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Men's and Women's Incomes: Evidence from Survey Data*

  • Sandra Hutton

Abstract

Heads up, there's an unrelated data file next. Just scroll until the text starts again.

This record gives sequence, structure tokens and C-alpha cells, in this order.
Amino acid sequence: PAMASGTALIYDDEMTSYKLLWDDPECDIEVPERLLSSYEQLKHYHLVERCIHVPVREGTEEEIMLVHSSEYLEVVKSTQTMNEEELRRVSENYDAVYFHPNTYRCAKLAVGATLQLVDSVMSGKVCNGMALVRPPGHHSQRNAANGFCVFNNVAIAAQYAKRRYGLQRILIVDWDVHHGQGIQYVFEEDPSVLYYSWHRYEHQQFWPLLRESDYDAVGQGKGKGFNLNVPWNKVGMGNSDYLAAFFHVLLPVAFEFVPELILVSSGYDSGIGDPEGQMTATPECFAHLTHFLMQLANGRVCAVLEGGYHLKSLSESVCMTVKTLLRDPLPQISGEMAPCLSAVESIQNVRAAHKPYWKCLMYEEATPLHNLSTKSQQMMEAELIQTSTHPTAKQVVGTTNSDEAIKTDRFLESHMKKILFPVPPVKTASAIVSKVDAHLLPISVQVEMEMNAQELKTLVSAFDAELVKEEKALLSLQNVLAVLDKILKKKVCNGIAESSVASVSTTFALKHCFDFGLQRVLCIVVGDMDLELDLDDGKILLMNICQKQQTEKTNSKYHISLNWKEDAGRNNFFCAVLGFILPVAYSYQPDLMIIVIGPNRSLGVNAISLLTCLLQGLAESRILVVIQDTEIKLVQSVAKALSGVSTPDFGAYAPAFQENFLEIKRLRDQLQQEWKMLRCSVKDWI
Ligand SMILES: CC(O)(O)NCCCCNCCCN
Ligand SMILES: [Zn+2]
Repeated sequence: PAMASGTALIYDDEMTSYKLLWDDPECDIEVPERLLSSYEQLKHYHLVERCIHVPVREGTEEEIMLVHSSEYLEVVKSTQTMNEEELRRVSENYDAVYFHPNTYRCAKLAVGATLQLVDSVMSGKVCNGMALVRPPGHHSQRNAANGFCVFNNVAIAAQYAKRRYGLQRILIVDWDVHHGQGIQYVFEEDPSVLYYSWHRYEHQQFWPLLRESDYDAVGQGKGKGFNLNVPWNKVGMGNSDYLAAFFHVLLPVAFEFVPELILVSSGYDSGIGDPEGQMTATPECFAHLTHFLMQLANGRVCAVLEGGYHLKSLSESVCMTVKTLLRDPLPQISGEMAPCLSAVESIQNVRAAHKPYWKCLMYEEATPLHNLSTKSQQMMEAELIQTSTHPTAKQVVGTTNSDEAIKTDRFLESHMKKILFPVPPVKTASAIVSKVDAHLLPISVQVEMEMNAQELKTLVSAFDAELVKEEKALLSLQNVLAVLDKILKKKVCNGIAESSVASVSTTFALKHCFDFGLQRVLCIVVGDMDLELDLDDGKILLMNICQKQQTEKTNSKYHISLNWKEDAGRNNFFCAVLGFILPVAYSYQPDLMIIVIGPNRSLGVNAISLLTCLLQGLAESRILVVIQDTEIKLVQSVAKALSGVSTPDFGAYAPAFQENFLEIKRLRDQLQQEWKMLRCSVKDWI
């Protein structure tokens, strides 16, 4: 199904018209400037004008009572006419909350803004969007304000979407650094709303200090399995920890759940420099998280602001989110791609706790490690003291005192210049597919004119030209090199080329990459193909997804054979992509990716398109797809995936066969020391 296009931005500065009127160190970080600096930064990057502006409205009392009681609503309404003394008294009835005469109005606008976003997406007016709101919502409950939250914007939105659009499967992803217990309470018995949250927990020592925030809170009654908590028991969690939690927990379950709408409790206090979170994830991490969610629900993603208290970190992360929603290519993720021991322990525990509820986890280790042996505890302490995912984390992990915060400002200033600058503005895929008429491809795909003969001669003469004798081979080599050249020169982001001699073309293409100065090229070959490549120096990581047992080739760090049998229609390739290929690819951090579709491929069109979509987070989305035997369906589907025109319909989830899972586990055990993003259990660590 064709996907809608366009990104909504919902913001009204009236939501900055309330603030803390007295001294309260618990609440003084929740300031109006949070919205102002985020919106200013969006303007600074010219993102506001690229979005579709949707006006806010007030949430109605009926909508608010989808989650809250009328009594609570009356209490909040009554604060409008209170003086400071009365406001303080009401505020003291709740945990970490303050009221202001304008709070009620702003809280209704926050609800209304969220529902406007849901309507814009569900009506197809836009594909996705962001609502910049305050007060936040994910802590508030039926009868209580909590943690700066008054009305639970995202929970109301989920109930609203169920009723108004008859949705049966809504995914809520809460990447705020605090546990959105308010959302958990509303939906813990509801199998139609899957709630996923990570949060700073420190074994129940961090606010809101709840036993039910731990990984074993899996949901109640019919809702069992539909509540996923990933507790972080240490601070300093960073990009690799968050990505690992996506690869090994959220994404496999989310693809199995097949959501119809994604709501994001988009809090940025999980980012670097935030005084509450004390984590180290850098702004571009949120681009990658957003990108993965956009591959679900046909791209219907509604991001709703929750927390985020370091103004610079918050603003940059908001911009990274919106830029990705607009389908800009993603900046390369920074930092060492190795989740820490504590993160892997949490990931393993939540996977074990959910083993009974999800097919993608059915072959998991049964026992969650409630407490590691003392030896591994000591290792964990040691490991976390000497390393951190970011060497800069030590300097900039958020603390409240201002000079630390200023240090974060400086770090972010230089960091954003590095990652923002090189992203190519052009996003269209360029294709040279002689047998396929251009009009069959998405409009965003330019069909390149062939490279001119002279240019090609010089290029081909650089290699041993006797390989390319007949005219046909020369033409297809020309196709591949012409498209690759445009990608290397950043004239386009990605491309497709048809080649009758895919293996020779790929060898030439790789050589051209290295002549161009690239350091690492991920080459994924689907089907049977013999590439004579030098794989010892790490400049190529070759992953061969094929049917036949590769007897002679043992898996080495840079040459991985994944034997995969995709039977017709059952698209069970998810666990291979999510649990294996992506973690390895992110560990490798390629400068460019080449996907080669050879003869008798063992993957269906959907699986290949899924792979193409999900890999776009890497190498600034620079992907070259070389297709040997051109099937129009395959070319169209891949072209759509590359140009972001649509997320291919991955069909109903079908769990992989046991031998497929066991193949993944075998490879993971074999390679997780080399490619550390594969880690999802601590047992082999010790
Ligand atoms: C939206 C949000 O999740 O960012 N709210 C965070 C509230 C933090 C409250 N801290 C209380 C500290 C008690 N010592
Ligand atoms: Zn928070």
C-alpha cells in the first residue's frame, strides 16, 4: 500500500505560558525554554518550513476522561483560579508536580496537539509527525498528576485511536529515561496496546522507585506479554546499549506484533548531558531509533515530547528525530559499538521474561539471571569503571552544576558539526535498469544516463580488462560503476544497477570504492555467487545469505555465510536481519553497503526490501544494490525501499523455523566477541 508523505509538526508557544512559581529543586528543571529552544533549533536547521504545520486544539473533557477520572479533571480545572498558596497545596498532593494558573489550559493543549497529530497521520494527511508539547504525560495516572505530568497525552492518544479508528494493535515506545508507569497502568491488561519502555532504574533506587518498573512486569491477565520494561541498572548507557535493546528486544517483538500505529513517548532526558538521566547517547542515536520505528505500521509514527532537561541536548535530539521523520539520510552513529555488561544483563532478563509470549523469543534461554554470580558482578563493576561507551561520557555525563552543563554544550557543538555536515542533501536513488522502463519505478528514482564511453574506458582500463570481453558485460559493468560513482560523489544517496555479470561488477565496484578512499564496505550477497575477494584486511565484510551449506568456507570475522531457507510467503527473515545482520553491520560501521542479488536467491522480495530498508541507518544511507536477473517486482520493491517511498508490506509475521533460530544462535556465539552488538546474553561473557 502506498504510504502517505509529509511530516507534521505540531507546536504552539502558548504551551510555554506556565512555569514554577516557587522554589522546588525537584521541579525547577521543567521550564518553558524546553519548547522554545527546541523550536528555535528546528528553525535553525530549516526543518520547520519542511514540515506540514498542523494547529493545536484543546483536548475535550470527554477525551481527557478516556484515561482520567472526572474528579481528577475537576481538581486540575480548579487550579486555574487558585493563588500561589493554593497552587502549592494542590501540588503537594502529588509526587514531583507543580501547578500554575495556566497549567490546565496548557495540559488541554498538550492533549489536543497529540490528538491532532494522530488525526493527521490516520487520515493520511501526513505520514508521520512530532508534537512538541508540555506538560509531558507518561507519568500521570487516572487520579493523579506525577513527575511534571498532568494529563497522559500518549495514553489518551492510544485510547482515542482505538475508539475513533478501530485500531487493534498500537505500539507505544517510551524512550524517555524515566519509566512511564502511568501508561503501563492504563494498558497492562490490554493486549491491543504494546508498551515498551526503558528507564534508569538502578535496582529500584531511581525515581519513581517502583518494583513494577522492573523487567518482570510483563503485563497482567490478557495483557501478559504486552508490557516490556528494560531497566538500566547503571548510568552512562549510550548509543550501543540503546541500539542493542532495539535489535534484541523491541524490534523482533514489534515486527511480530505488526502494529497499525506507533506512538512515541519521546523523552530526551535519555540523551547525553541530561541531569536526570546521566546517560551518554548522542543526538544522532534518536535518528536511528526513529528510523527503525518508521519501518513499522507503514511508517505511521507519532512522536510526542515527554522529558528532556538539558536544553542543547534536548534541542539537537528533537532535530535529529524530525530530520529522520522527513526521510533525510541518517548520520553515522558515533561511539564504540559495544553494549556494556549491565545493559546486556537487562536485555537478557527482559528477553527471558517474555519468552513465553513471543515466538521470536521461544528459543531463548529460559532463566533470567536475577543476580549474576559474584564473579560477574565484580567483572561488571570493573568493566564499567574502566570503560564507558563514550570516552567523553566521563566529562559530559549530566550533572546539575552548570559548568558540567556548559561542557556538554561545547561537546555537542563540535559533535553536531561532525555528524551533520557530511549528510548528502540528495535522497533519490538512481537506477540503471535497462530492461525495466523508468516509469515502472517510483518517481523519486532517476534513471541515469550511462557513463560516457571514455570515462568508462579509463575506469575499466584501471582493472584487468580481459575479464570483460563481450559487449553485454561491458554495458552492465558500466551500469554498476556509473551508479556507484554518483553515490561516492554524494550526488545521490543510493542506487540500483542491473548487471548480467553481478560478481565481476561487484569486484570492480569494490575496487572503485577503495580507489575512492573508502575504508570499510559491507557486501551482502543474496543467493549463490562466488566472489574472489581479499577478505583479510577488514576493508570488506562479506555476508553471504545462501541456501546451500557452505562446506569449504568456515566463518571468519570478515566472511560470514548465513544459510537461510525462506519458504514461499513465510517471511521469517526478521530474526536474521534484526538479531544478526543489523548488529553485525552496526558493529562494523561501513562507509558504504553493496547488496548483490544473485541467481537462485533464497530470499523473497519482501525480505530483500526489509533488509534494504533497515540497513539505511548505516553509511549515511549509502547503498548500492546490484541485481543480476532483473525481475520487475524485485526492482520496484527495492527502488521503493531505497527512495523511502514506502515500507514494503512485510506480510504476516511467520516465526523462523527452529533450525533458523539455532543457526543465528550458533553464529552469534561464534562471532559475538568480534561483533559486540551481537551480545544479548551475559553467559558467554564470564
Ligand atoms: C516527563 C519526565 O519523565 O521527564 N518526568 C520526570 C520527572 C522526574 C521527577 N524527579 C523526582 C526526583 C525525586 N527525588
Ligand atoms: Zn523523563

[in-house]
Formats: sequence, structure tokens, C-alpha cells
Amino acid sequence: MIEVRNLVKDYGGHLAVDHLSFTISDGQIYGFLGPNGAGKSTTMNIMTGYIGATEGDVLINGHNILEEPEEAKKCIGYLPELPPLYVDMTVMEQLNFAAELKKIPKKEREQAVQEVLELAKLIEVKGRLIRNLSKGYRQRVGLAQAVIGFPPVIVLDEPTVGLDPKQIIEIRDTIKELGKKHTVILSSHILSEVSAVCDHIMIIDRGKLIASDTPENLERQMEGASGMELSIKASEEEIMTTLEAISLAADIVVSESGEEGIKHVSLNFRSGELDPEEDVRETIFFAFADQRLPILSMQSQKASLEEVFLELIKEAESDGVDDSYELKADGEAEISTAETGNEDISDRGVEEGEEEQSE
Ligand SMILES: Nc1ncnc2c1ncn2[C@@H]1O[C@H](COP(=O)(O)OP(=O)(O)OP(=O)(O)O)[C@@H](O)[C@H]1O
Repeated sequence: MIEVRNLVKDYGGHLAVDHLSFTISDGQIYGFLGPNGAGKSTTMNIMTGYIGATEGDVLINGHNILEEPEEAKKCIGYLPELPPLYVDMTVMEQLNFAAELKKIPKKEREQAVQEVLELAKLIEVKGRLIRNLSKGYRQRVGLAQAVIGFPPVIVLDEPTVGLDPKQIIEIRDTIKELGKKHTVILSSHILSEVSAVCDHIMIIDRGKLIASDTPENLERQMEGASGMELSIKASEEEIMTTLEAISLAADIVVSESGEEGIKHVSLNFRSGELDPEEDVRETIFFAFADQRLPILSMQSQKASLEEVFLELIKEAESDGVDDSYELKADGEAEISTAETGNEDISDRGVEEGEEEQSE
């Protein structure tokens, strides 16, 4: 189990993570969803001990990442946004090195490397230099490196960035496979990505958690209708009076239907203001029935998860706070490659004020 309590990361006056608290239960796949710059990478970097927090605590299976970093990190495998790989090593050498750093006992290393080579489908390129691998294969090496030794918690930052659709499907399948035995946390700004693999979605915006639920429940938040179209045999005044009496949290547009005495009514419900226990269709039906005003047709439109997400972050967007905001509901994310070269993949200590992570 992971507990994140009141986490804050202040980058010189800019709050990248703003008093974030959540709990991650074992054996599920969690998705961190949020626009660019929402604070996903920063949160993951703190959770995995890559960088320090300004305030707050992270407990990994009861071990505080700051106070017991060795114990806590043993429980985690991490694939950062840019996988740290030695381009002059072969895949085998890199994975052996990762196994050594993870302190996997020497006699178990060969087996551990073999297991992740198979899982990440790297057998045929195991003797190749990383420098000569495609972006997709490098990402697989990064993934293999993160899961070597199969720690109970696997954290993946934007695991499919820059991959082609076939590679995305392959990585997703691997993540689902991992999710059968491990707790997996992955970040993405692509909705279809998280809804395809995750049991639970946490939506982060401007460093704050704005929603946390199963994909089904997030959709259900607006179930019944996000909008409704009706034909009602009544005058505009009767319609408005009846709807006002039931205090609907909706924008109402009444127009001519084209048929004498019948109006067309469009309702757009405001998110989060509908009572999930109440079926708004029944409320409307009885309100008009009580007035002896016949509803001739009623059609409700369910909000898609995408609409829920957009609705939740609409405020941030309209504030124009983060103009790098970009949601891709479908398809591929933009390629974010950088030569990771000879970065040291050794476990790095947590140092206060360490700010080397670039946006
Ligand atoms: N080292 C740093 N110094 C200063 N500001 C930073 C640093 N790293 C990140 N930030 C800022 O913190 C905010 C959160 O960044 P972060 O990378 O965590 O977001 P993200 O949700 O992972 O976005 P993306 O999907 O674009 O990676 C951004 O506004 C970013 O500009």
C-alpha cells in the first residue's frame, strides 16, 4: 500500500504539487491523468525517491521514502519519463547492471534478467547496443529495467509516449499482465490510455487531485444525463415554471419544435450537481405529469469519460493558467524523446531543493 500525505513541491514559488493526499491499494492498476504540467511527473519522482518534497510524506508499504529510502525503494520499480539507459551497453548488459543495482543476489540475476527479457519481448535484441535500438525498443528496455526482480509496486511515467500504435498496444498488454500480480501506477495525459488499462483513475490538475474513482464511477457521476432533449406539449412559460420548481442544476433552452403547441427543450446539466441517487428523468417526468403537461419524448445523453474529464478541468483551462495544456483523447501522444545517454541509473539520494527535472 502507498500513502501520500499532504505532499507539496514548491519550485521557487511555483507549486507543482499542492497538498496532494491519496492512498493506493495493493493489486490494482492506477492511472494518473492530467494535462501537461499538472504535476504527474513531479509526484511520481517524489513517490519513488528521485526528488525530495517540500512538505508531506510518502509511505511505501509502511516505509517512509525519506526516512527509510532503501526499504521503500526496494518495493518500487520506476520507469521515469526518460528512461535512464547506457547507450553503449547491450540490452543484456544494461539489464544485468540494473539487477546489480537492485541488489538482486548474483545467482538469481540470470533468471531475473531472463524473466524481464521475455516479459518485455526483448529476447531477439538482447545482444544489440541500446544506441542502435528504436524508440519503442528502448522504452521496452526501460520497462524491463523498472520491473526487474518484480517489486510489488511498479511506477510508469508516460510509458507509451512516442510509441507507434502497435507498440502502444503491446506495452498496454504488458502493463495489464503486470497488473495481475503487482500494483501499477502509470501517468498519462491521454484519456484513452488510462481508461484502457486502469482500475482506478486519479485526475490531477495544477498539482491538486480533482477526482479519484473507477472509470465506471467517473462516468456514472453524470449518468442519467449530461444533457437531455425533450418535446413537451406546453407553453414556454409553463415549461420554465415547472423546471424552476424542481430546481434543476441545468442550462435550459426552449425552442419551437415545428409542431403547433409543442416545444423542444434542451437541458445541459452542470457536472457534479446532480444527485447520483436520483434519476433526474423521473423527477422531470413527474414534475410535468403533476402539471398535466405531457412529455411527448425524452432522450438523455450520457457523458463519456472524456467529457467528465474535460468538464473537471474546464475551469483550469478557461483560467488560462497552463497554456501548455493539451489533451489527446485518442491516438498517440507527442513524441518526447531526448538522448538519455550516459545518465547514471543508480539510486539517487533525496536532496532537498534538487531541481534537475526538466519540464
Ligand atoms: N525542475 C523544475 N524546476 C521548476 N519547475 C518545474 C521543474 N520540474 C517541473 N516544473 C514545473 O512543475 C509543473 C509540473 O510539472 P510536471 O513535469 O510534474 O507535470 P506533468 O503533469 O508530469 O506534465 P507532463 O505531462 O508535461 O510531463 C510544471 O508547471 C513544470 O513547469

The article highlights the discordance between the reality and the perception of women's independence and equality. The changes in legislation and increased female participation in the labour market since the 1960s give the impression of considerable progress. Equal treatment of men and women has been proposed. Evidence from national survey data however, shows that women's income is still lower than men's with no matching increase with age and career. Social security policy has always been based on labour market participation but women's labour market participation is quite different from that of men. Because of childcare responsibilities many women work parttime at some time in their working lives. Equal pay legislation has had little influence on the incomes from part-time work. The failure of real income from part-time work to rise over time has been a major cause along with job segregation and the segmentation of the labour market in maintaining the difference between men's and women's incomes. Women's continued lack of personal income has consequences for the support for women and children, particularly evident in the case of lone mothers. The incomes available to a woman are unlikely to be high enough to provide an adequate independent living standard for herself and any dependent children.

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